A range of psychological interventions are recommended by the National Institute for Health and Clinical Excellence (NICE) for the treatment of depression including: cognitive behavioural therapy, counselling, interpersonal therapy, behavioural activation, behavioural couples therapy, and psychodynamic psychotherapy.

Mental health & domestic violence

A new study published in the journal PLoS showed that both men and women may be more likely to experience domestic violence if they have mental health disorders.

Investigators from King’s College London’s Institute of Psychiatry, in collaboration with the University of Bristol found that females with depressive disorders are around two and a half times more likely to have experienced domestic violence than those without mental health issues.

Using data from 41 studies around the world to collate their findings, the results showed women with anxiety disorders have a three-and-a-half times greater risk of such experiences and those with post-traumatic stress disorder are around seven times more likely to be involved in this behaviour.

It was also found that men with mental health disorders are at increased risk of domestic violence, as are women with other conditions such as obsessive compulsive disorders, eating disorders, schizophrenia and bipolar disorder.

Professor Louise Howard from the Institute of Psychiatry at the learning institute said: “Domestic violence can often lead to victims developing mental health problems and people with mental health problems are more likely to experience domestic violence.”

Dr Victoria Tischler, a Chartered Pyschologist from the University of Nottingham, comments:
“Mental health problems make individuals vulnerable to poor levels of social support and difficulties in social interactions therefore experiences of domestic violence and being subject to violence more widely is not uncommon.
“In my research with women experiencing homelessness, three-quarters of whom had mental health problems, most had been subject to domestic violence with other types of violence, for example from neighbours. Concerningly, many of these individuals had experienced abuse in childhood as well and had dependent children who had witnessed recent domestic abuse.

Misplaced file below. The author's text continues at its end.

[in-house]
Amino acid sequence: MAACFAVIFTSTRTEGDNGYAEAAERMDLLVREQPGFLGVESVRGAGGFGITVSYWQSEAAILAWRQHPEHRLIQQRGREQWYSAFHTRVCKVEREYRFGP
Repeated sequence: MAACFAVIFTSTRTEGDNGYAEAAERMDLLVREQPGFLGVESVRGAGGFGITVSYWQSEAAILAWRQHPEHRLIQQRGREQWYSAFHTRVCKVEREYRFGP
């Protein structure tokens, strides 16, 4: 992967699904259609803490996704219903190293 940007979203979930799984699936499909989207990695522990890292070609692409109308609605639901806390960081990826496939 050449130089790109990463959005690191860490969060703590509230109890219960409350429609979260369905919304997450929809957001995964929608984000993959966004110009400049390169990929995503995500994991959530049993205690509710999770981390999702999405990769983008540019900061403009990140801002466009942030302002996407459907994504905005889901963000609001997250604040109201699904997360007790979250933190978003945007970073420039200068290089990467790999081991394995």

“This suggests an ongoing pattern of dysfunctional relationships in some vulnerable groups which requires urgent intervention. In particular we should provide additional support to those experiencing mental health problems and promote positive social relationships, for example through educational problems, befriending and mentoring, to enhance social inclusion and break the cycle of abuse.”

Types of domestic violence
Domestic violence can take many forms, from physical to emotional:
• Criticism/verbal abuse – shouting, name calling, verbal threats, criticising, mocking.
• Pressure – removing communication devices, taking the children without informing, lying to others, making threats.
• Harassment –constant checking where the victim is and who they are with, following/stalking.
• Threats – violent threats, intimidating, brandishing a weapon, carrying out violence on inanimate objects.
• Physical – punching, kicking, pushing, burning, slapping etc.
• Sexual – using force, rape, degrading marks about sexuality.
• Breaking trust – lying, withholding information, breaking promises, lying to others.

Treatment for domestic abuse
Domestic violence can be very difficult to recover from. The victim may have issues learning to trust again, be dealing with post-traumatic stress, flashbacks, nightmares, or feel they are constantly living in fear. It is very common that the victim may experience long-term stress or anxiety issues. Depending on the nature and severity of the abuse, the victim may also need to recover from physical injuries.
Counselling is an important tool for the victim to help overcome the trauma, recover and rebuild their life. It provides a safe environment where the victim can work through their issues, helping to get their life back on track and be able to move on.
Counselling can also be helpful for abusers. If someone is able to recognise that their behaviour is becoming unacceptable, counselling can help them to find were the emotion is coming from, and help change their behaviour.

Eating disorders on the increase

Hospital admissions for eating disorders rose by 16% in England between 2011 and 2012. Eating disorder experts have said that these figures are “just the tip of the iceberg” and it is estimated that about 1.6million people across the UK are affected by an eating disorder.